NEW YORK — To mark the 10th anniversary of the Louis Armstrong museum in the modest brick house where he lived for 28 years, curators are unveiling one of the jazz trumpeter’s most unusual artifacts: a plaster mask that had been stored in a cupboard for decades.
Armstrong, who was known for documenting his career in unusual ways, had the life mask with a painted bronze-patina finish made in the 1950s. David Reese, curator of the Louis Armstrong House Museum, said it reveals creases on his forehead, bags under his eyes and scars on his lips from a lifetime of horn-playing.
The museum still isn’t sure who made the mask, but a photo of Armstrong proudly holding it alongside an unidentified couple may provide clues. Armstrong must have been pleased with it because there are photos showing it hanging in the house at the top of the stairs.
Armstrong’s two-story home in the Corona section of Queens is remarkably understated for the charismatic performer whose improvisational playing style and raspy singing won him fame as far back as the 1920s.
The house and its furnishings, including a funky, blue wood-lacquered kitchen, are virtually unchanged from when Armstrong lived there with his wife, Lucille, from 1943 to 1971, when he died from a heart attack in his bedroom at age 69.
The man known as Satchmo could have lived in a house with “a pool in the shape of a trumpet” but chose to stay in the working-class neighborhood.
“Louis wasn’t treated as a celebrity here,” said Michael Cogswell, director of the national and city landmark. He could go to the corner barbershop and “wait his turn in line with the other men from the community.”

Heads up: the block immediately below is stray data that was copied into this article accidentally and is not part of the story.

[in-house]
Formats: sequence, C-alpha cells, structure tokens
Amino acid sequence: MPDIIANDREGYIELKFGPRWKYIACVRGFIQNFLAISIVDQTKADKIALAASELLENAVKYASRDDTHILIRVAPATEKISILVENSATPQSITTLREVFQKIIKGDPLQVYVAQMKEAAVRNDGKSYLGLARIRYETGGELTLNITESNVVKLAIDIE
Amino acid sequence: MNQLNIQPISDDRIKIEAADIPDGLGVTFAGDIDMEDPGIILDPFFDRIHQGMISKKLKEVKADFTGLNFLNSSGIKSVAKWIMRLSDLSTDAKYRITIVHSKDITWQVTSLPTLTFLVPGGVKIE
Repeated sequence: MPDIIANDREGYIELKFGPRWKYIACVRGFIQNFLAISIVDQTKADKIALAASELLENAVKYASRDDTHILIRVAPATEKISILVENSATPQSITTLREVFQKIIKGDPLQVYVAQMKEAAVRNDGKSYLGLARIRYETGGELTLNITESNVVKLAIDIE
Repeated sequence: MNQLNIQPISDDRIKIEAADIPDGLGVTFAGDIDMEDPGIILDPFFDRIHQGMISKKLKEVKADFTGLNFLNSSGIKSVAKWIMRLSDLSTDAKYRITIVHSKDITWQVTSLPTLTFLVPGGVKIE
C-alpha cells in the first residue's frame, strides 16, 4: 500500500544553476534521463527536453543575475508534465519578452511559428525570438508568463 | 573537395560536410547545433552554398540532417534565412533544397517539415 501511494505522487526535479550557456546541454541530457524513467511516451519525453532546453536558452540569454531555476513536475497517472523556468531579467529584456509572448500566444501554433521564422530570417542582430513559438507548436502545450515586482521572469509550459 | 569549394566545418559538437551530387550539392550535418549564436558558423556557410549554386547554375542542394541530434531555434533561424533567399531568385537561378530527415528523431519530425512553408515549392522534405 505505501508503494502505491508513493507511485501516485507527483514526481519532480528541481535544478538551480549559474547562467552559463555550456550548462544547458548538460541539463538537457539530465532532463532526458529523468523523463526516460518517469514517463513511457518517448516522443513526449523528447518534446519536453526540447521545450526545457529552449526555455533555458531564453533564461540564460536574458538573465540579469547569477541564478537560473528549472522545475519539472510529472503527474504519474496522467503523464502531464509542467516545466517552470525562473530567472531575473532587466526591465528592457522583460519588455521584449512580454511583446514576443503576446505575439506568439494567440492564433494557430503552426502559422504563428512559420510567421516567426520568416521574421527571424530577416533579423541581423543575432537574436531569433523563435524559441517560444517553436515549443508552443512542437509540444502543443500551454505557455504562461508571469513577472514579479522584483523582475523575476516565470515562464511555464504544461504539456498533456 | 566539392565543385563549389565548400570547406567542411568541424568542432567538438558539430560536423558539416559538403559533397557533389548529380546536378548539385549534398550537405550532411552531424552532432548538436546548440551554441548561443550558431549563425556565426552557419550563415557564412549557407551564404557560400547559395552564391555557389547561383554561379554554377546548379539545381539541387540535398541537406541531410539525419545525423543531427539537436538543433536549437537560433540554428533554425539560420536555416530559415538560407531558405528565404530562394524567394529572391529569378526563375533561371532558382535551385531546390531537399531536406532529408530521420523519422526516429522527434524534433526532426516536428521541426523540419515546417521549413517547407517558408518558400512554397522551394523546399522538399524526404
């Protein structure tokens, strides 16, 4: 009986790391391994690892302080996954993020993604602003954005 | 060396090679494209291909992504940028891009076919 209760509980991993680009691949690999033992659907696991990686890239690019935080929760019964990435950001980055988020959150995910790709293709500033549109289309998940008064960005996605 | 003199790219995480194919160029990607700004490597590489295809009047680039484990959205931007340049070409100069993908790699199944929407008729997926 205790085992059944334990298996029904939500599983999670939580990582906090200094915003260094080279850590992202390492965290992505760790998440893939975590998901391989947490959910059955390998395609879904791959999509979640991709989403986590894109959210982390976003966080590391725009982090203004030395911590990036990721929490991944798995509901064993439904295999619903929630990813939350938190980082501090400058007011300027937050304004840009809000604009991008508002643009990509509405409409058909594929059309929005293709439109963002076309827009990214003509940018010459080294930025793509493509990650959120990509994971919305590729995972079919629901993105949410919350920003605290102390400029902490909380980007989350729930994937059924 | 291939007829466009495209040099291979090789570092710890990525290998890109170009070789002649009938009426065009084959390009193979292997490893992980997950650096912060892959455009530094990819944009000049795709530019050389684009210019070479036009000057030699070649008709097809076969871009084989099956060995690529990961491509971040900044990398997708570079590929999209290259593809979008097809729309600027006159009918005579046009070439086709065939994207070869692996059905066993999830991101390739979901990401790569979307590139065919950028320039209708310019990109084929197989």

When Armstrong’s bus would return from a tour, children from the block would help carry his trumpet and suitcases inside the house. “Then Lucille would fix up bowls of ice cream for everybody, and they would watch Westerns together on TV,” he said.
After Lucille died in 1983, Armstrong’s vast collection of home-recorded tapes, photographs, scrapbooks and other material was donated to Queens College by the Louis Armstrong Educational Foundation. It is the largest publicly held archival collection devoted to a jazz musician in the world.
“The house was frozen in time. It was stuffed,” Cogswell said. “Louis was a packrat.”
Queens Councilwoman Julissa Ferreras said that the museum has a long-standing history “as being a mini-mecca for jazz lovers” and that Armstrong’s “spirit and love of music is still very much a part of the community.”
Along with the life mask, a 10th anniversary exhibition focuses on Armstrong’s six-week tour of South America in 1957. Armstrong was still reeling over the “Little Rock Nine” school integration crisis in Arkansas weeks earlier, and a photograph shows him in his Buenos Aires hotel room defiantly hanging up on the U.S. ambassador, who had asked him to sing “The Star-Spangled Banner” at that evening’s concert.
More than 100,000 people have visited the museum since its opening.
A new visitor and state-of-the-art multimedia exhibition center with a 72-seat jazz club across the street is slated to open in 2016. The massive archive will be moved there, allowing its current exhibition space, the Armstrongs’ basement recreation room, to return to the way it looked originally.
“We want to be, in our own way, the Graceland of New York City,” Cogswell said.